Latest Kaiser Health News Stories
Pharmaceutical companies raised the wholesale cost of their drugs by a median of nearly 26% from 2017 to early 2019, according to California’s first-ever report stemming from a new drug price transparency law. Prices for generic drugs rose nearly 38% during that time.
The new law reclassifies many independent contractors as employees, requiring they be offered a range of benefits. But that could have unintended consequences, experts warn.
Washington is abuzz with impeachment talk, but what impact would such a move have on congressional action on prescription drug prices and surprise bills? Also, a study out this week shows that health insurance costs for both employers and workers continue to rise. This week, Joanne Kenen of Politico, Paige Winfield Cunningham of The Washington Post and Rebecca Adams of CQ Roll Call join KHN’s Julie Rovner to discuss these issues and more.
The House speaker announced her plan for lowering drug prices, which includes negotiations between drugmakers and federal health officials.
Almost 80% of Americans support efforts in Congress to protect patients from bills that come from doctors or hospitals that were outside their insurance network.
So far this year, 33 states have enacted more than 50 measures to address drug prices, affordability and access. Congress is eyeing the efforts to see what works.
One out of every 13 seniors in America struggles to get enough food to eat while the federal program intended to help hasn’t kept pace with the graying population. KHN Midwest editor/correspondent Laura Ungar explains what you need to know about this largely hidden problem.
The state Senate on Wednesday sent a measure to Democratic Gov. Gavin Newsom that would tighten the rules for children’s medical exemptions from vaccines. Newsom, who said in June that he would sign the measure after amendments had been made at his request, now wants more changes.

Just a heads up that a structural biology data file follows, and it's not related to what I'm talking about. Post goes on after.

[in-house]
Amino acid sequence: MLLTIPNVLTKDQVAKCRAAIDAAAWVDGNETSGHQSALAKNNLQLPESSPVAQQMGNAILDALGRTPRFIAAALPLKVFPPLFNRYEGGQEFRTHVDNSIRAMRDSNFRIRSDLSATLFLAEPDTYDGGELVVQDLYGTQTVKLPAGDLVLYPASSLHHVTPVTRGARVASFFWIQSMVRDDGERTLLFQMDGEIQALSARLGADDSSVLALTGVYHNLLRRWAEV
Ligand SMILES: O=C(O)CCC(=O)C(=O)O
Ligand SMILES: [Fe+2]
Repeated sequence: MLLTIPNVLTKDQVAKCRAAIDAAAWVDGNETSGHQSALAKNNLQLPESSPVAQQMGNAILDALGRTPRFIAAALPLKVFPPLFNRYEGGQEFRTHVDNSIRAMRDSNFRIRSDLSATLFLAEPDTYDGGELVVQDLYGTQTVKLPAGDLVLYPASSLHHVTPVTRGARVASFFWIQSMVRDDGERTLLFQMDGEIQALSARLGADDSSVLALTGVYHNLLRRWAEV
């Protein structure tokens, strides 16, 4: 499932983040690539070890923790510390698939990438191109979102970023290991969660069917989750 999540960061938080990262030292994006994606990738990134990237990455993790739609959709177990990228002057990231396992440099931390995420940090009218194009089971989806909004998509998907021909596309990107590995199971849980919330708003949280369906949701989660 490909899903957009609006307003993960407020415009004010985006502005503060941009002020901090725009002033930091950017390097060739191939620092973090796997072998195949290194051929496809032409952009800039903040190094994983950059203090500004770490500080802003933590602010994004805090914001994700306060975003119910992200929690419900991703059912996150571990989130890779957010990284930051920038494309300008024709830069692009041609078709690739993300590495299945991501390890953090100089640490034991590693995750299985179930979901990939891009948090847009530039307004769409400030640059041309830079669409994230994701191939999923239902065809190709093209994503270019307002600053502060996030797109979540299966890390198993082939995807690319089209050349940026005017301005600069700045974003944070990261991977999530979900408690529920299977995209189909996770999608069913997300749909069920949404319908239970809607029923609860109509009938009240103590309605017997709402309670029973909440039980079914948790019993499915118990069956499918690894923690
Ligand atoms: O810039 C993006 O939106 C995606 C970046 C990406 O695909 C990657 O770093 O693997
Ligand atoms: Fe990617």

New York, where nearly 900 people contracted measles this year, has enacted contentious requirements for immunizations.
One out of every 13 older Americans struggles to find enough food to eat while the federal program intended to help hasn’t kept pace with the graying population.
So-called red flag laws that let police take guns away from people with mental illness have support from both advocates and opponents of gun control. But it won’t alleviate gun violence.
Kelley Watson Snyder, a mother who for years opposed mandatory childhood vaccinations and joined with like-minded parents who espoused similar views, today runs a pro-vaccination Facebook page. What changed?
Democrats and Republicans on the Senate Finance Committee unveiled their long-awaited proposal to try to rein in prescription drug costs, even as bipartisan leaders of the other Senate committee that oversees health announced it would not bring its drug price bill to the Senate floor until fall. Paige Winfield Cunningham of The Washington Post, Rebecca Adams of CQ Roll Call and Alice Miranda Ollstein of Politico join KHN’s Julie Rovner to discuss this, plus court actions on health issues.
A House committee approved its version of legislation to solve the problem of surprise medical bills. But the measure includes a key provision that’s got less support in the Senate.
California lawmakers on Wednesday pulled legislation that would have protected some patients from surprise medical bills for emergency care, citing opposition from hospitals. They vowed to resurrect the bill next year.
Need to know more about “Medicare for All?” It’s a top issue in the Democratic presidential primary campaign. This holiday week, we are rerunning our explainer on the subject. But first, KHN’s “What the Health?” host Julie Rovner talks to KHN’s Shefali Luthra about how health played out in the first Democratic candidate debates last week.
The doctors’ group, which had not been very vocal in recent years on the issue, is taking an assertive stance. The AMA said North Dakota’s laws interfere with doctor-patient relationships.